Date: 05/17/2001
Author: Aleks Sierz

The domestic arrangement that the middle classes call a “men-age a trois” would be recognised by Sun readers as a simple three-some. In David Spencer’s gruelling new play, Darren, a divorced sixties music fan, moves in with Tina and her disabled teenage son, Ollie. So desperate is she for love that she allows Damen to watch porn movies in the house, dresses up for him and allows him to do anything he likes. But when she brings home his new 17-year-old lover Carol, Tina is punished to the brink.

Spencers writes with a rare ability to explore emotive issues – such as female jealousy, male manipulation and abusive relationships – without pontificating or being politically correct. Like playwright Paul Tucker, he is prepared to leave the cosy suburbs and explore the less previleged side of town: Psychologically convincing, desperately raw and bleakly funny, his play is at first a little cluttered with family detail, but soon emerges as a thumping plece of in-yer-face theatre – strong, violent and emotionally truthful.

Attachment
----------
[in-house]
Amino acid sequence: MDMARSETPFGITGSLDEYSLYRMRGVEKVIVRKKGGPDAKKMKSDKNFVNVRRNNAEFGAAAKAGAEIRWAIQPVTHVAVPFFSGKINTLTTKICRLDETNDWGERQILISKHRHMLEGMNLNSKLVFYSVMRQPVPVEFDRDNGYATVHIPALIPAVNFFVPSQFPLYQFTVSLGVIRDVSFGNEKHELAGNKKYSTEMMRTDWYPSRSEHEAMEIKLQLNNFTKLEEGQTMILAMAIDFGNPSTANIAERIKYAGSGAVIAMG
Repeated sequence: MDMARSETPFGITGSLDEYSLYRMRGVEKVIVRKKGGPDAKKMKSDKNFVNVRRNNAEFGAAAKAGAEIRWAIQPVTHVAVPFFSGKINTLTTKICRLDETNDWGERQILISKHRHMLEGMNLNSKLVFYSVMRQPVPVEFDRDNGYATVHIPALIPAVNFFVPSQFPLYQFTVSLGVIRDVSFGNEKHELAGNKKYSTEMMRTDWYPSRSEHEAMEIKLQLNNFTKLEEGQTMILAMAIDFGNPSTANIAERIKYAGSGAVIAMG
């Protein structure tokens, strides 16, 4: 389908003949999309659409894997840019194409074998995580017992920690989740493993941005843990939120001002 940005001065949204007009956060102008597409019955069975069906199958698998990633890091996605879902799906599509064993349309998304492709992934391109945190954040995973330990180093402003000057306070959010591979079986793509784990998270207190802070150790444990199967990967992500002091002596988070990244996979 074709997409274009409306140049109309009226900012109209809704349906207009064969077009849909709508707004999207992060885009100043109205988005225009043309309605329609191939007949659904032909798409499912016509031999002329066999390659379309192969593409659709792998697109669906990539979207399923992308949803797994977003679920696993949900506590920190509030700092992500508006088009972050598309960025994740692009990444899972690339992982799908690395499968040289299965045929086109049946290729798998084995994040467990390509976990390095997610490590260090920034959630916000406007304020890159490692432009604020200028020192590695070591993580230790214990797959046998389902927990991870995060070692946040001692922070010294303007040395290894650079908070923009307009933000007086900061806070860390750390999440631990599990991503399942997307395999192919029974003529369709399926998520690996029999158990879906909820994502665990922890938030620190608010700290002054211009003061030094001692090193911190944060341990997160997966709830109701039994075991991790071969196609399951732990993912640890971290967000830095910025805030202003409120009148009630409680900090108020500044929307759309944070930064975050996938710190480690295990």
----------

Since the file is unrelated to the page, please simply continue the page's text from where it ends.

After an unforgettably brutal opening with describes the killing of a cow, the play is tautly directed by George Ormond, who is helped by committed performances from Adrian Lochhead, Karen E Jones and Lorraine Hodgson as Darren, Tina and Carol, with Alexander Perkins making his stage debut as Ollie.

Blessed with an exhilarating sixties soundtrack, this powerful production by Critical Mass leaves a indelible impression of the excruciating impression neediness and appalling cruelty of love. It is a smashing show.